For solvent reactions, an aliquot was taken at selected time intervals and freed of solvent under a stream of nitrogen at 45 the residue (10 mg) was dissolved in tetrahydrofuran (100 μl ) and BSTFA (200 ul) was added. The mixture was heated on a water bath at 90 hexane (5 ml) was added. An aliquot of 0.5 μl of the mixture was analyzed by gas chromatography as follows: a 15 m long, non-polar high temperature capillary column (DB1-HT), i.d. 0.32 mm, film thickness 0.1 micron, was used (J&W Scientific, Folson, Calif.) for analysis. The samples were injected directly on-column using a Hewlett Packard 5890 gas chromatograph, helium carrier gas flow rate of 5.5 ml/min, flame ionization detection with an initial oven temperature of 70 followed by a temperature program of 20 temperature of 350 chromatograms were identified by comparison of retention times with standards of known composition. All solvents were high-performance liquid chromatography (HPLC) grade and were purchased from Burdick and Jackson (Muskegon, Mich.). BSTFA was obtained from Regis Chemical Co. (Morton Grove, Ill.). Unless otherwise stated, all other chemicals were from Aldrich Chemical Co. (Milwaukee, Wis.).
FIG. 1 shows the lipase-catalyzed transesterification of fats and oils with primary (Mucor miehei lipase) and secondary (Candida antarctica lipase) alcohols.
FIG. 2 shows the enzymatic transesterification and esterification of free fatty acid (FFA)-containing triglyceride feedstocks using M. miehei (primary alcohols) and C. antarctica (secondary alcohols) lipases.
1. Field of the Invention
The use of biofuels as alternatives or additives to currently used petroleum-based automotive fuels and lubricants has been an area of considerable research and investigation, however, several of the most promising sources of biofuels have not proven economically feasible. This invention relates to the process of producing biofuels by lipase-catalyzed transesterification of alcohols utilizing inexpensive feedstocks such as animal fats, vegetable oils, rendered fats and restaurant grease as substrates.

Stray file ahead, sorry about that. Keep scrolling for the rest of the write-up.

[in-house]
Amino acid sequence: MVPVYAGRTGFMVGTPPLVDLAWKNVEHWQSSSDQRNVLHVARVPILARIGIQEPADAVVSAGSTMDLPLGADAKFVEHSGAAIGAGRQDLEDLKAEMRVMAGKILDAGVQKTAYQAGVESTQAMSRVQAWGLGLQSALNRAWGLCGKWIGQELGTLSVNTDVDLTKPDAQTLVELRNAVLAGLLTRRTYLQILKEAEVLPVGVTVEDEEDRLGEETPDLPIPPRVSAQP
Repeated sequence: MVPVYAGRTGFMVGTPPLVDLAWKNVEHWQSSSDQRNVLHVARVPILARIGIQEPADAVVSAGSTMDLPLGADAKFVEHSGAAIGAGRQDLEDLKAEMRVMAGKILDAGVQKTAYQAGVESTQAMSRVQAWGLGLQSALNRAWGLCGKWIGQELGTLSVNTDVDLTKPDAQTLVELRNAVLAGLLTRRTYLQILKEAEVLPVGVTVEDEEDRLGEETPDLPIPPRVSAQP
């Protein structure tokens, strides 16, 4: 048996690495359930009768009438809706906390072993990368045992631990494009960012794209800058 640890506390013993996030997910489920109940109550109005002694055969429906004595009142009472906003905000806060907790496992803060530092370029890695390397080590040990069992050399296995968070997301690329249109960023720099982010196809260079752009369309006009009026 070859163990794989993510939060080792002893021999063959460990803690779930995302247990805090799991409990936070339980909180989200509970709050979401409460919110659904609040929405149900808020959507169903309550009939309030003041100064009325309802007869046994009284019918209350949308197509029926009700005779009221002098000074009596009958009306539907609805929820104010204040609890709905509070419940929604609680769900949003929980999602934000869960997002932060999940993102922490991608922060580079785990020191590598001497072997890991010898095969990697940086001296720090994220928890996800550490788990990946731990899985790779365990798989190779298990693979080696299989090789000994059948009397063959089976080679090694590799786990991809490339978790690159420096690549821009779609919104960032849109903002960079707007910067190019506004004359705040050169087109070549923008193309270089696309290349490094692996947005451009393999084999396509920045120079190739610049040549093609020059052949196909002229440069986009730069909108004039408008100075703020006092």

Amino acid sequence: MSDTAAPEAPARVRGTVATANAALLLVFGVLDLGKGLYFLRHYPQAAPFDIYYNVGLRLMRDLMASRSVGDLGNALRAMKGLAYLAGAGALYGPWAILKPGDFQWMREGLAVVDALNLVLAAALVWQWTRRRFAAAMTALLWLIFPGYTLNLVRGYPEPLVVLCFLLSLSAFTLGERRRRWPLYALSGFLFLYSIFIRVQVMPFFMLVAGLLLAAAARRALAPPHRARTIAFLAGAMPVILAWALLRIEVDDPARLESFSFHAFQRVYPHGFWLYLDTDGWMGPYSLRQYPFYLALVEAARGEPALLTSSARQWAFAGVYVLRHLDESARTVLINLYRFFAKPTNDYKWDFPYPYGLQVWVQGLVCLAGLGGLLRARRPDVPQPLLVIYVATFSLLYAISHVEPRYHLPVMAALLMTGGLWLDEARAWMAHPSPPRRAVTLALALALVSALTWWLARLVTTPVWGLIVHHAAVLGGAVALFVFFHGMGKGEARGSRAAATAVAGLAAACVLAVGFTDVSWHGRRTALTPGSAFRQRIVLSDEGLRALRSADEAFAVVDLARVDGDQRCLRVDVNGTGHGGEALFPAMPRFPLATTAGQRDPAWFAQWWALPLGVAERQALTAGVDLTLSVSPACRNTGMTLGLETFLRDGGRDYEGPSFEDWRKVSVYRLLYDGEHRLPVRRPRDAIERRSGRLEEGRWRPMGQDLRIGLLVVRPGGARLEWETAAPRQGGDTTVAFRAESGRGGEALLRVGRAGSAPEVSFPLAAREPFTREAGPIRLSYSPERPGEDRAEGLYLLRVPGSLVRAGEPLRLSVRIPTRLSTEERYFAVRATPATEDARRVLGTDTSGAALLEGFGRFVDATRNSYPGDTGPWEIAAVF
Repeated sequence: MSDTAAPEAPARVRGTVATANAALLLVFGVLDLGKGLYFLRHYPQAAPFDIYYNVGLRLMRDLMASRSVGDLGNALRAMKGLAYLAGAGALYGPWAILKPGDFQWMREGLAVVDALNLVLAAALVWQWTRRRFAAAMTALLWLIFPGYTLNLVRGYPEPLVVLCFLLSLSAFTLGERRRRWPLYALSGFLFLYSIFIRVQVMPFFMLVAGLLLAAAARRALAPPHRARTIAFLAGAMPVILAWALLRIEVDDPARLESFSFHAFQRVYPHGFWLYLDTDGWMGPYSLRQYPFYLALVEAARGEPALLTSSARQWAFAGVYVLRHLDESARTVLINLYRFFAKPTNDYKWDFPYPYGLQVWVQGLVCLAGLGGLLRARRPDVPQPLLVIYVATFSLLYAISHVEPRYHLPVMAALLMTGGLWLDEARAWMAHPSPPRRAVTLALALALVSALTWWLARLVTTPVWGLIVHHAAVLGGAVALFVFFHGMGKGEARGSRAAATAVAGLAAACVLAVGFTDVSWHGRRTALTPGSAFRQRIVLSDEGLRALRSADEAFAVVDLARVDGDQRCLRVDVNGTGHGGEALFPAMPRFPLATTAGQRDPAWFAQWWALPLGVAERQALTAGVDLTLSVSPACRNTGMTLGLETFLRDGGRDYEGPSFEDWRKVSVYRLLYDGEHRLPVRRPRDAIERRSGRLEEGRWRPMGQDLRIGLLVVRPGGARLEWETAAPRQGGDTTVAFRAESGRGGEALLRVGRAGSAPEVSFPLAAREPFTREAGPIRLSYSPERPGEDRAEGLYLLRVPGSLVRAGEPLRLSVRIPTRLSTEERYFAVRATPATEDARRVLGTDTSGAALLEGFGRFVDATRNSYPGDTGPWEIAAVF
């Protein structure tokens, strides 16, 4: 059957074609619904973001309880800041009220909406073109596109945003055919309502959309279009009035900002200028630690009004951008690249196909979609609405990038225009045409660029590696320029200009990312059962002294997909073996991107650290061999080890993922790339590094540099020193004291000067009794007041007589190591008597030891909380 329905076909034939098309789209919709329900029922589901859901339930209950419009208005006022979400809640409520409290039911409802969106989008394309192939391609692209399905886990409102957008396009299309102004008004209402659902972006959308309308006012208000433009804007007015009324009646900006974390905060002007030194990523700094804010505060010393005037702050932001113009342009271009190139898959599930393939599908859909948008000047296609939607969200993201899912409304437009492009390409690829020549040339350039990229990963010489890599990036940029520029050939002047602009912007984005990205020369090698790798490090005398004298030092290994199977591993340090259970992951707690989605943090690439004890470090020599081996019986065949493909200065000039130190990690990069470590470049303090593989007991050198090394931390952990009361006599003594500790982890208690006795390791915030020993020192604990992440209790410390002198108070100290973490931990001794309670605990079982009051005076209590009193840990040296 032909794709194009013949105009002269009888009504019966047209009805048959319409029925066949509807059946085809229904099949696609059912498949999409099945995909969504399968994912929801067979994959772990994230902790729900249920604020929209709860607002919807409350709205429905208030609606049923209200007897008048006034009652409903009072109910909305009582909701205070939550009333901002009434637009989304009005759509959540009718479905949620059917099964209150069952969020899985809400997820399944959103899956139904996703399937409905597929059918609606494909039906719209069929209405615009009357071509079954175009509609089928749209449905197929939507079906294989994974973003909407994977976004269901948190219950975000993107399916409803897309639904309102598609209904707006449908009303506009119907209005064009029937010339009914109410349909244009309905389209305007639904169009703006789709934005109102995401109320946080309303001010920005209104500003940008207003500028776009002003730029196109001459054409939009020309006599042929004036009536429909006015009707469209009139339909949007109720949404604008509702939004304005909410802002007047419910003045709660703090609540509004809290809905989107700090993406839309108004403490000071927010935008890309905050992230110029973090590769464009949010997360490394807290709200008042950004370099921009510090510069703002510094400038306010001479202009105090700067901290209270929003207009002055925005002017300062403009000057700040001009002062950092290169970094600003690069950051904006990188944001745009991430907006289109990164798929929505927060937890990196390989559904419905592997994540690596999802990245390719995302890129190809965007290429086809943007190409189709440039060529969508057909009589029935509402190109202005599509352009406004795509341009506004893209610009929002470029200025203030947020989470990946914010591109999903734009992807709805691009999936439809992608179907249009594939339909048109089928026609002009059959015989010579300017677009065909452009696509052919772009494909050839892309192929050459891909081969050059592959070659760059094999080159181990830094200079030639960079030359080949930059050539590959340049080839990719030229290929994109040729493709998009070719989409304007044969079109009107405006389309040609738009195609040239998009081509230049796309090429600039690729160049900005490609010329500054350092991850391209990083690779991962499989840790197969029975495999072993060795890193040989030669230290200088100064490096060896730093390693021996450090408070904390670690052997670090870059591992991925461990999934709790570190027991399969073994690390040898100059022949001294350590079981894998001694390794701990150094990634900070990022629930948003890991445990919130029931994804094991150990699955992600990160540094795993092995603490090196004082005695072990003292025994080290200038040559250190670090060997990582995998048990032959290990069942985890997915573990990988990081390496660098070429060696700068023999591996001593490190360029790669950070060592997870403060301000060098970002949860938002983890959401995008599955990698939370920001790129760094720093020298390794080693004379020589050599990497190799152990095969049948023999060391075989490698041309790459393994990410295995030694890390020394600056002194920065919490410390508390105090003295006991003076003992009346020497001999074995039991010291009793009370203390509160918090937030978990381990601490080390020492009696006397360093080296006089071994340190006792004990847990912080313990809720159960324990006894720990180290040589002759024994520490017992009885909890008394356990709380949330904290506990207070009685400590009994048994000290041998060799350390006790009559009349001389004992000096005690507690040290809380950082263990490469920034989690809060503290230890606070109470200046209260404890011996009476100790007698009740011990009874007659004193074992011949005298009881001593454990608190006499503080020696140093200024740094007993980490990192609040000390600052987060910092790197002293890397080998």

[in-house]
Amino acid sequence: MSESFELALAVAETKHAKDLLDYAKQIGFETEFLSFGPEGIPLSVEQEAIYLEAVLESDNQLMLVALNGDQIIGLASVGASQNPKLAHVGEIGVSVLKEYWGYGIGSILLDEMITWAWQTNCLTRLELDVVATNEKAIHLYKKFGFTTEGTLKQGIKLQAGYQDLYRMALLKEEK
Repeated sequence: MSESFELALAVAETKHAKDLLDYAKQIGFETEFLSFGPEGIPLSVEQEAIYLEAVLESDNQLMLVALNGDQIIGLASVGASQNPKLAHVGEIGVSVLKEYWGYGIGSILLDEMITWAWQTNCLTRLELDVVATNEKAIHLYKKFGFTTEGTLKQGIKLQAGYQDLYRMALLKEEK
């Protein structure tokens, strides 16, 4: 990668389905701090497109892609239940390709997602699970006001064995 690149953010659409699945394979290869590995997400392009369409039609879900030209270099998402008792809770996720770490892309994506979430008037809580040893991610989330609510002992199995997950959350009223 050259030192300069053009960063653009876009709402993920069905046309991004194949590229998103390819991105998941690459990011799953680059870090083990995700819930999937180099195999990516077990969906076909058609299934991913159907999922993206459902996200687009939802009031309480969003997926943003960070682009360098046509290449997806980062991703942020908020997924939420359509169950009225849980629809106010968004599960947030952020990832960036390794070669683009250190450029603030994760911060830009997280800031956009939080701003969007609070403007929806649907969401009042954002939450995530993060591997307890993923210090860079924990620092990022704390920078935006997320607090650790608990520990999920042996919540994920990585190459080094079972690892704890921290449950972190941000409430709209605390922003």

2. Description of the Prior Art
The chemical approach to the synthesis of alkyl esters (Ali and Hanna. 1994. Bioresource Technology. vol. 50, pp. 153-163; Freedman et al. 1984. J. Am. Oil Chem. Soc. vol. 61, pp. 1638-1643; Lee et al. 1995. J. Am. Oil Chem. Soc. vol. 72, pp. 1155-1160) of triglycerides has drawbacks such as difficulties in the recovery of glycerol, the need for removal of salt residue, and the energy-intensive nature of the process. Moreover, chemical synthesis, though efficient in terms of reaction yield and time, suffers from at least two deficiencies: 1) it does not allow for utilizing particular feedstocks, especially those with high free fatty acid content; and 2) it is inefficient with respect to conversion of feedstocks to esters of higher chain alcohols. The use of biocatalysts, on the other hand, does allow for the synthesis of branched alkyl esters, easy recovery of glycerol, and the transesterification of glycerides with high free fatty acid (FFA) content. Moreover, enzymatic methods allow a more facile recovery of glycerol than do chemical methods.